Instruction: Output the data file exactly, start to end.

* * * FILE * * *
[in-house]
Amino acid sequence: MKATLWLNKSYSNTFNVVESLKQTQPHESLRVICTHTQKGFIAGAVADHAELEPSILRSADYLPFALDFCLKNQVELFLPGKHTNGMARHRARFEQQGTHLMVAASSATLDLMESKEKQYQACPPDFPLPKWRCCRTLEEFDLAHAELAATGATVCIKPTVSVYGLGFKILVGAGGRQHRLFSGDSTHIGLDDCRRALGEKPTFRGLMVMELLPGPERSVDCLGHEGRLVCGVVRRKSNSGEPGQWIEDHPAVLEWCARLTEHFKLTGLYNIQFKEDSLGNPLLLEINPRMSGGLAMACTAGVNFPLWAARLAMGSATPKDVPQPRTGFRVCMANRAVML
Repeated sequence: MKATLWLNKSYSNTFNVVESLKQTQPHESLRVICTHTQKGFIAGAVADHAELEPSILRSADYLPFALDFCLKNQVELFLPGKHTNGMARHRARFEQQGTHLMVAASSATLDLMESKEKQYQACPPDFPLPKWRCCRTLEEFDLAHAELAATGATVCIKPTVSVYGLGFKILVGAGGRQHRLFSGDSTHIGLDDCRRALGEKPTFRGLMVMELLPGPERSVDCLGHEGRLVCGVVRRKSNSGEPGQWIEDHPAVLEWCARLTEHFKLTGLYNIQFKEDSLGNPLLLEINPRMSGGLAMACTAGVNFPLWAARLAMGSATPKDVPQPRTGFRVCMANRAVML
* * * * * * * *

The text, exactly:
[in-house]
Amino acid sequence: MKATLWLNKSYSNTFNVVESLKQTQPHESLRVICTHTQKGFIAGAVADHAELEPSILRSADYLPFALDFCLKNQVELFLPGKHTNGMARHRARFEQQGTHLMVAASSATLDLMESKEKQYQACPPDFPLPKWRCCRTLEEFDLAHAELAATGATVCIKPTVSVYGLGFKILVGAGGRQHRLFSGDSTHIGLDDCRRALGEKPTFRGLMVMELLPGPERSVDCLGHEGRLVCGVVRRKSNSGEPGQWIEDHPAVLEWCARLTEHFKLTGLYNIQFKEDSLGNPLLLEINPRMSGGLAMACTAGVNFPLWAARLAMGSATPKDVPQPRTGFRVCMANRAVML
Repeated sequence: MKATLWLNKSYSNTFNVVESLKQTQPHESLRVICTHTQKGFIAGAVADHAELEPSILRSADYLPFALDFCLKNQVELFLPGKHTNGMARHRARFEQQGTHLMVAASSATLDLMESKEKQYQACPPDFPLPKWRCCRTLEEFDLAHAELAATGATVCIKPTVSVYGLGFKILVGAGGRQHRLFSGDSTHIGLDDCRRALGEKPTFRGLMVMELLPGPERSVDCLGHEGRLVCGVVRRKSNSGEPGQWIEDHPAVLEWCARLTEHFKLTGLYNIQFKEDSLGNPLLLEINPRMSGGLAMACTAGVNFPLWAARLAMGSATPKDVPQPRTGFRVCMANRAVML